Get Ready for Monster Hurricanes This Summer

Three main factors converge to intensify hurricanes. The first is that as the world in general warms, so too do the oceans. Water evaporating off the surface rises, releasing heat that fuels the developing hurricane. The warmer a patch of ocean water is, the more energy a cyclone has to exploit. If a hurricane like Lee forms off the coast of Africa, it’s got a lot of Atlantic ocean to feed on as it moves toward the East Coast of the United States. As we approach this year’s hurricane season, tropical Atlantic temperatures remain very high.

The second factor is humidity. As the atmosphere warms, it can hold more water vapor, so some parts of the world are getting more humid. Hurricanes love that, as drier air can lead to cooling and downdrafts that counteract the updrafts that drive the storm. “So long as it remains moist, the storm can strengthen, or maintain its intensity,” says Balaguru. “However, once the core enters into a dry environment or becomes less moist, then the storm will start weakening.”

And lastly, hurricanes hate wind shear, or winds of different speeds and directions at different altitudes. (Think of it like layers of a cake, only made of air.) Instead, cyclones like a stable atmosphere, which allows their winds to get swirling and intensifying. Wind shear can also inject drier air from outside the storm into the core of the hurricane, further weakening it. As the world warms, wind shear is decreasing along the US East Coast and East and South Asia, providing the ideal atmospheric conditions for cyclones to form and intensify. “Under climate change, the upper troposphere is expected to warm up at a higher pace than the surface,” says Balaguru. “This can enhance the stability of the atmosphere and also weaken the circulation in the tropics.”

Nearer term, La Niña conditions in the Pacific could help form and intensify hurricanes this summer. Even though La Niña’s in a different ocean, it tends to suppress winds over the Atlantic, meaning there’s less of the wind shear that hurricanes hate. Hence the University of Arizona’s prediction for an extremely active hurricane season, combined with very high sea surface temperatures in the Atlantic to fuel the storms. By contrast, last year’s El Niño created wind conditions in the Atlantic that discouraged the formation of cyclones.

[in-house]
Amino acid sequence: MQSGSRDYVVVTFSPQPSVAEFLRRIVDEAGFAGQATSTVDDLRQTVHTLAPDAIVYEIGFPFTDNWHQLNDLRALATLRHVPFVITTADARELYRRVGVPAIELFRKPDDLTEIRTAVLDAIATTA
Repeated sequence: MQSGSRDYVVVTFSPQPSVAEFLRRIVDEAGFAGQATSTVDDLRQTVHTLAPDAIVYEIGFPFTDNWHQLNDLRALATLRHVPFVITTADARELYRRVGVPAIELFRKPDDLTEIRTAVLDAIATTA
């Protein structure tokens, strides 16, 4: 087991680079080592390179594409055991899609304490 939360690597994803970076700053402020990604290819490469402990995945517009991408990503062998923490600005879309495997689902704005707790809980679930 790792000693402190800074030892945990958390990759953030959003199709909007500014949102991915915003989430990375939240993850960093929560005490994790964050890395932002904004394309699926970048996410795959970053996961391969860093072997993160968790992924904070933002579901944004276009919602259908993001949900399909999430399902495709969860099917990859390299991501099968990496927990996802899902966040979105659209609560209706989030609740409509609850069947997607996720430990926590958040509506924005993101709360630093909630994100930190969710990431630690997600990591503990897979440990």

Even then, Hurricane Lee developed into a monster storm last September. A week before that, Hurricane Idalia rapidly intensified just before slamming into Florida. That sort of intensification close to shore is extraordinarily dangerous. “When the storm is very close to the coast—let’s say it’s a day or two out—if it then suddenly intensifies rapidly, then it can throw you off guard in terms of preparations,” says Balaguru. A town may have planned its evacuations expecting winds of 100 mph, and suddenly it’s more like 130 mph.

Unfortunately, Balaguru’s new study finds that climatic conditions, particularly near the coast, are becoming more conducive for storm intensification. It’s up to teams like Zeng’s at the University of Arizona to further hone their forecasts to manage that growing risk to coastal populations. “For scientists, seasonal forecasting is a reality check of our understanding,” says Zeng. “We have done pretty well over the past few years, and it’s going to give us more confidence.”

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